Serendipity
26 January, 2011

Yesterday, my dog got very, very sick. So sick, in fact, that I decided to call the veterinary delivery service instead of waiting until my boyfriend got home to drive him to the clinic.

By the time he arrived with his gigantic backpack filled with all kinds of medicine magic, Dog was shaking and crying and I was ready to pay anything to make him feel better. Vet probably noticed that I was in a Very Bad Vibes mood and tried, while he run all kinds of invasive tests on Dog. So he told me that he was from Alsace (and that he approved of the European Union because it had put an end to all the local malaises regarding nationalism), that he had known my usual vet since they were tadpoles and that his wife was a translator.

“That is very cool,” I said while he introduced a thin plastic tube in Dog’s unmentionables, and most disturbing of all, Dog didn’t even whimper. “What does she translate?”

“Oh, you know, thrillers… (although he used the word “polars“)

“Which kind?” I was expecting Darkly Dreaming Dexter, by Jeff Lindsay, a series about an ethical serial killer with gory non-descriptions, maybe because it fitted Dog’s horrid state, but he surprised me.

“Do you know McCall Smith?”

“Yes! She translates him?”

“She is his French official translator,”

“That is so cool!”

I have only started to read the second series of McCall Smith’s murder mysteries. The first novel is titled The Sunday Philosophy Club, and it follows the Murder She Wrote structure almost to a T (well-off spinster thatĀ  a man flying headfirst to his death at the end of a concert and decides to find out what happened to him)… only he introduces a lot of self-reflection on the morality of getting involved in other’s affairs, and it is tinted with a blue-grey melancholic hue that suits the setting of the novel in Edinburgh. Not a thriller, by any means, and it is closer to Miss Smila’s Feeling for Snow than to Dexterworld.

He smiled and patted Dog on the back, and a while later left, leaving us with lots of pills and syrups and needle-free syringes to force-water feed him, and the advice to drive Dog to the clinic that same afternoon if his condition did not improve.

His condition did not improve. And I had to leave him at the clinic for the night.

It is the first time that I have been separated from him in five years. I was (still am) worried sick. BF put his arm around me, kissed me on the front and led me to the car as I imagined the cries of Dog all alone in the vet’s waiting room.Then my cellphone rang.

“Hello, I am Alsatian Vet. I saw Yaco this morning. I was just wondering how he was,”

“He is… he had to get hospitalized. For the night. We are leaving the clinic now. They will know more tomorrow afternoon,” I couldn’t control my sky-high voice pitch. It was embarrassing. I wanted to hang up. “Thank you very much for your help this morning…”

“That was no problem at all. Thank you for the sandwich,” I had made him a hot-omelette sandwich for the way, because it was lunchtime and he was off to heal another animal and he wouldn’t have the time to eat, but most of all because I needed something to do with my hands while he treated Dog. “It was delicious. Tell you what, I will send you one of the books my wife translated,”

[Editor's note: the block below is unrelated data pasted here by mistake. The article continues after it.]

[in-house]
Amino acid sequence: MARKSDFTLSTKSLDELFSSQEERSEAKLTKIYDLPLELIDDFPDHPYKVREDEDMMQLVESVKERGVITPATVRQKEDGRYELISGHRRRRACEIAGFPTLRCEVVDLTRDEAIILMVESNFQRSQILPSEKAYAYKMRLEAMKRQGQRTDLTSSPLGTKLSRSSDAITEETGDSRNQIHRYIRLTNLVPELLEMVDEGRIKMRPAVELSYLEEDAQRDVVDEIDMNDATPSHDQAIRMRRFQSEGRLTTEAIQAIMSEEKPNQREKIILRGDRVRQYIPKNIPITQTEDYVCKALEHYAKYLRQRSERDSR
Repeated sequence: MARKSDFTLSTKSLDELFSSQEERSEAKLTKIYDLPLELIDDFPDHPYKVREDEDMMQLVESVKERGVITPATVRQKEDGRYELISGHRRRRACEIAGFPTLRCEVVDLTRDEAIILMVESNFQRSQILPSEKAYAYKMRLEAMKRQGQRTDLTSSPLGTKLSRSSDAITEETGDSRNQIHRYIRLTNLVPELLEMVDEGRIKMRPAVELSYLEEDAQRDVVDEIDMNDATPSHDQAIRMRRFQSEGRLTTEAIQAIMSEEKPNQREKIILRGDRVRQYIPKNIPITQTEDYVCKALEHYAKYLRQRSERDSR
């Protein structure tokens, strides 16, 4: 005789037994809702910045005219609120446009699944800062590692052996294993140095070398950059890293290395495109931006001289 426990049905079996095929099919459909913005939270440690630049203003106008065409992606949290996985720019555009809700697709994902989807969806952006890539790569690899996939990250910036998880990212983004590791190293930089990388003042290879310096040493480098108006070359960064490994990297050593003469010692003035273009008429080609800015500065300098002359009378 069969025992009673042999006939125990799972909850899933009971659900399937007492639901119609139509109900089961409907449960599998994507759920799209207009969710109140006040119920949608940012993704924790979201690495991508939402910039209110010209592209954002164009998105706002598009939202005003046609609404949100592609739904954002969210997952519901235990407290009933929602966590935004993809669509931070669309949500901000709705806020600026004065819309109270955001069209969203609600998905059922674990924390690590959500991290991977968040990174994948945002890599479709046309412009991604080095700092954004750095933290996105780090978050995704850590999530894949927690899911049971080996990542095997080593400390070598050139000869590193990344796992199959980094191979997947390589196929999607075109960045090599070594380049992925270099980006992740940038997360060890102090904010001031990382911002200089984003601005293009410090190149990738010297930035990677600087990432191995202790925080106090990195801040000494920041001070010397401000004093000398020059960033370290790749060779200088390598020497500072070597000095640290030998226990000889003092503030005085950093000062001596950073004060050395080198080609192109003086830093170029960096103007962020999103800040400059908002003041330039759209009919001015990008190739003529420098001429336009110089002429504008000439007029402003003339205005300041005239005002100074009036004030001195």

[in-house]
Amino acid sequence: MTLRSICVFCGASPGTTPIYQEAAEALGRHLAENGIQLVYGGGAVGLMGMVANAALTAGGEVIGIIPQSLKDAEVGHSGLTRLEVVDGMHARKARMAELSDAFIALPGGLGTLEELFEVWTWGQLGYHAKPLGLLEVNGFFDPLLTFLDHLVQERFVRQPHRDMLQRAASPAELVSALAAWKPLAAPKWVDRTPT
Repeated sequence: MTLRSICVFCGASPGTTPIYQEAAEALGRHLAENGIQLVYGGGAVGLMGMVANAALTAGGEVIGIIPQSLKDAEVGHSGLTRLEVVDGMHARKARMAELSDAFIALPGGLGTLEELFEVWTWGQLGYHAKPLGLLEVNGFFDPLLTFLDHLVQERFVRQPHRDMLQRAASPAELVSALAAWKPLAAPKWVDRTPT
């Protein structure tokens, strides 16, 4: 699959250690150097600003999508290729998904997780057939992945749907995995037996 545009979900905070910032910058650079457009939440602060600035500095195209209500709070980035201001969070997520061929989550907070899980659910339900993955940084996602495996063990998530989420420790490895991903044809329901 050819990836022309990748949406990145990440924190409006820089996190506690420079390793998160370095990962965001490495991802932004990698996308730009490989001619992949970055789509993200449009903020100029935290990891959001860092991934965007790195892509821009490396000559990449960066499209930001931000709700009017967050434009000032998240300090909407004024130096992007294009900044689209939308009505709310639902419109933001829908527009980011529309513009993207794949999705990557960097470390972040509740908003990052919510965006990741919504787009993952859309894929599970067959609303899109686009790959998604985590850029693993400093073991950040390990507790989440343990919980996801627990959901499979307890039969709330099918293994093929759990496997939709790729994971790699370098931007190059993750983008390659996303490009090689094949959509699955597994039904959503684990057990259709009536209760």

He was still trying to cheer me up. I sniffed. “That is very kind of you… But I read them in English,”

“Yes, but that way you will be able to see the differences, it might be fun,”

“Yes…”

“Take care, little one,”

And he hung up.

I don’t know what the moral of this story is. What I know, however, is that I will always associate McCall Smith with Dog’s sad brown eyes as I left him there. And maybe, fingers crossed, with his recovery.

I am crossing my fingers so hard they are becoming hooks.

Cozy in Polarland
25 December, 2010

I blame this obsession on her

I love detective novels. Specially the ones where the detective is either an old lady that can discover who murdered the postman AND prepare an awesome clam chowder for her nieces and nephews in time. Or a small-town librarian from the South of the United States (the Aurora Teagarden Mystery series by Charlaine Harris). Or a sarcastic outsider in a really cold country that makes witty observations and dresses impecably. These women, which more often than not are middle-to-late aged, are the reason why since I was little I wanted to be a grandmother. They seemed to lead such interesting lives and always have delicious food in the table and roast beef in the oven!

These novels are perfect to curl up with a cup of tea (or chocolate, or bovril, or grog) and your favorite tartan comforter during the cold winter months. In France detective novels and thrillers are called “Polars” (from the word “policier”, Police Novels) and in the outskirt of Paris’ town where I live they even have an annual festival dedicated to them. Too bad they only feature French translations.

Anyway, my latest discovery is the Crochet Mystery series by Betty Hechtman, which I haven’t actually read yet but I am dying to find. The books showcase proud cozy titles like Dead Men Don’t Crochet, By Hook or by Crook and You Better Knot Die. The protagonist’s name, Molly Pink, has the perfect ring to immediately picture weekend cupcake bake sales and quirky side characters. Her crochet group is called the Tarzana Hookers. I hope somebody gets strangled with a yarn of wool or stabbed with a knitting needle.

Most of all, I hope I can find it in the Used – Occasion section of Shakespeare & Company, because I can’t order them online as the postman, after ten months of living here, still seems unable to find my address.

I should start sharpening my knitting needles.

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